The Standard of Care in Medical Malpractice Cases.
If your injury resulted from medical malpractice and you are considering legal action, your claim will revolve around a legal phrase known as the standard of care. Our legal team is here to explain what standard of care really means, how it is established and its potential to affect your unique case.
A Definition of the Medical Standard of Care
A medical standard of care is the extent and type of care anticipated from a medical professional with education and training in the same area of medicine. This means the standard of care is the treatment modality and course of treatment the patient should anticipate as well as the treatment the medical community considers appropriate.
When it comes to medical malpractice cases, the most important questions to ask about the standard of care are the following:
• What is considered the standard of care in my unique situation?
• Did the doctor adhere to the standard of care?
• What should the physician have done to adhere to the standard of care?
• Would a competent physician have adhered to the same treatment course if similar circumstances were to occur?
In order to establish the proper standard of care, the services of a witness considered a medical expert will be necessary. Such a witness will detail how the treatment approach failed to adhere to the standard of care. Such an expert witness is typically a doctor within the same area of practice as the physician in question. The expert will discuss the standard of care and nuanced ways the medical care provider failed to adhere to the standard.
Physician Duties to Patients
Doctors must provide certain duties to their patients after the doctor-patient relationship forms. Such duties include the following:
The Duty to Warn and Advise: Physicians have the duty to warn patients of the potential dangers of various treatment options, alternatives and the possible consequences of specific courses of treatment. Doctors must also tell patients of the dangers tied to the medications prescribed. Furthermore, the physician is required to provide the patient with appropriate warning regarding third parties. As an example, if the prescribed medication makes it hazardous to operate heavy machinery or if there is the potential to become drowsy after ingesting the medication to the point that driving is difficult, the doctor must make the patient aware of such risks.
The Duty to Properly Diagnose: Doctors are trained to analyze patient symptoms and diagnose patients in the proper manner. Doctors can order testing, interpret the results and recommend additional evaluations performed by specific experts to identify the medical conditions that might be the underlying problem. The failure to properly diagnose the patient, a delayed diagnosis or misdiagnosing the patient sets the foundation for a successful medical malpractice lawsuit if it can be proven a qualified doctor would have performed an accurate diagnosis.
The Duty to Supervise and Care
Physicians must delegate medical care duties to various professionals within the healthcare industry. However, there is still a duty to properly supervise such professionals as they administer medical care. If it is determined another physician would find it unreasonable to delegate a specific task and the patient suffers an injury stemming from the healthcare professional’s incompetence, there is solid footing for a medical malpractice lawsuit.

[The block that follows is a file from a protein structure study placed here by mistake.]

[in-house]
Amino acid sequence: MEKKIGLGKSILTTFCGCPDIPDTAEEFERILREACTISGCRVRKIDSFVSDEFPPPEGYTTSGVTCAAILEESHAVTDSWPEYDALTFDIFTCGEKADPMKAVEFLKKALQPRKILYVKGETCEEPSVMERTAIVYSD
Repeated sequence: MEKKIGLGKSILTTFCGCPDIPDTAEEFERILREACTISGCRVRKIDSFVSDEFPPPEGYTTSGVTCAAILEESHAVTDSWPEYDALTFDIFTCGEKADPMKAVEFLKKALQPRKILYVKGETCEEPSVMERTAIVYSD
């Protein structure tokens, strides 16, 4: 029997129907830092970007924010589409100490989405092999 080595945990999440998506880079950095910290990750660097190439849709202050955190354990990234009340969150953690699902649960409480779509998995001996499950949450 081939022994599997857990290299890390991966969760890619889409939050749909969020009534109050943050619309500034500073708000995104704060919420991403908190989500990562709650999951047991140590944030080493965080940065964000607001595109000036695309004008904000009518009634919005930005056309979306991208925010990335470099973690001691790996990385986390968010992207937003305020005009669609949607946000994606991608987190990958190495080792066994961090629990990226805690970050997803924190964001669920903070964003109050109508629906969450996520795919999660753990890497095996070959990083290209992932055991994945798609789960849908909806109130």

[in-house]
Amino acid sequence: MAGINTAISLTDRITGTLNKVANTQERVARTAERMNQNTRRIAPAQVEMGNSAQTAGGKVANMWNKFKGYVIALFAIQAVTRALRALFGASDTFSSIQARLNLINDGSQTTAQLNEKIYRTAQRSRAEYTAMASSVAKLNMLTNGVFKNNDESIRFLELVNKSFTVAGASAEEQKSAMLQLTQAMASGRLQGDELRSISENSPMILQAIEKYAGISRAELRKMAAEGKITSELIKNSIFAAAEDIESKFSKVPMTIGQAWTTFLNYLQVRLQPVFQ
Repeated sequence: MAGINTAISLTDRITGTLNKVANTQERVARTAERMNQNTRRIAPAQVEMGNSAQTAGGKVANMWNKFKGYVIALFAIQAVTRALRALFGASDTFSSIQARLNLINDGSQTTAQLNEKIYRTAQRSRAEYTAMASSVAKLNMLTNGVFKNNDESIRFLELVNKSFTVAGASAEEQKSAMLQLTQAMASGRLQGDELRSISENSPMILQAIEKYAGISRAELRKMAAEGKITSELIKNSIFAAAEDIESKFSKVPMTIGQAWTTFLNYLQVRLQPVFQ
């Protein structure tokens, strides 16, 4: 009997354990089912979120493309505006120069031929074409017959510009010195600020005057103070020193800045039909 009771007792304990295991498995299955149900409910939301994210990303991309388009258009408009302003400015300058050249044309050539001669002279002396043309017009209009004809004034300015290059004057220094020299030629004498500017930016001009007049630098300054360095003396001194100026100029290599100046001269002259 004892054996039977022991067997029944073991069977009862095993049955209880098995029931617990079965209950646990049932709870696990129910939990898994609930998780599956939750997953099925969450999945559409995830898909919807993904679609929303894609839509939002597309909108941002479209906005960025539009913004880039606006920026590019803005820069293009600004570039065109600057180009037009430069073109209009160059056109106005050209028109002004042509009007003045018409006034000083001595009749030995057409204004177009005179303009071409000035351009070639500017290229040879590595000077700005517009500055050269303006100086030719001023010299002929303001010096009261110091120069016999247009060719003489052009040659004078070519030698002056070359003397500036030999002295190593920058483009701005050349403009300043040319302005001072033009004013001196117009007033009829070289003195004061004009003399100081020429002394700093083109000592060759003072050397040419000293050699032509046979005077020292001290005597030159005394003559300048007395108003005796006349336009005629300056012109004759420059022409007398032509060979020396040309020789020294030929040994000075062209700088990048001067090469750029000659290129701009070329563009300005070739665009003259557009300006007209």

Physicians and Vicarious Liability
In certain situations, a physician who fails to uphold the proper standard of care is not the only professional to be held responsible for medical malpractice. A clinic or hospital that employs the doctor might be held liable for that professional’s actions in a vicarious manner based on the respondeat superior theory. This theory holds the overarching employer responsible for employee negligence. However, The respondeat superior theory might not prove applicable in some cases as plenty of physicians are actually independent contractors not directly employed by the medical facility in question. If it is determined another healthcare professional is responsible for the patient’s harm, it is also possible for the physician to be liable for the employee’s actions.
Reach out to our Medical Malpractice Law Firm for Assistance
If you endured harm stemming from poorly administered medical care, our legal team led by Richard Schibell is here to help. We understand all the subtleties of the various forms of medical malpractice including the nuanced contributing factors. If you have such a case and would like to move forward, meet with us so we can study your unique situation and pinpoint the parties who might be responsible for your specific injuries and subsequent losses. Contact Richard Schibell today at 732-774-1000 for a risk-free consultation.
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is senior partner at the law firm of Schibell & Mennie, LLC. Mr. Schibell has tried numerous jury trials as lead trial counsel representing plaintiffs in complex damage cases involving devastating personal injury and wrongful death claims arising out of automobile negligence, medical malpractice, premises liability, and defective products. Mr. Richard Schibell has a number of precedent-setting published court opinions on the state and federal level.
is an associate at Schibell & Mennie, LLC concentrating in all aspects of Workers’ Compensation throughout New Jersey. Mr. Richard N Schibell graduated from Boston College with a Bachelor of Arts, concentrating in both Philosophy and History. He went on to receive his Juris Doctorate degree from Seton Hall University School of Law.
Following his graduation from law school, Mr. Schibell served as a Judicial Law Clerk to the Honorable Richard W. English, J.S.C., in the Civil Division of the Monmouth County Superior Court.
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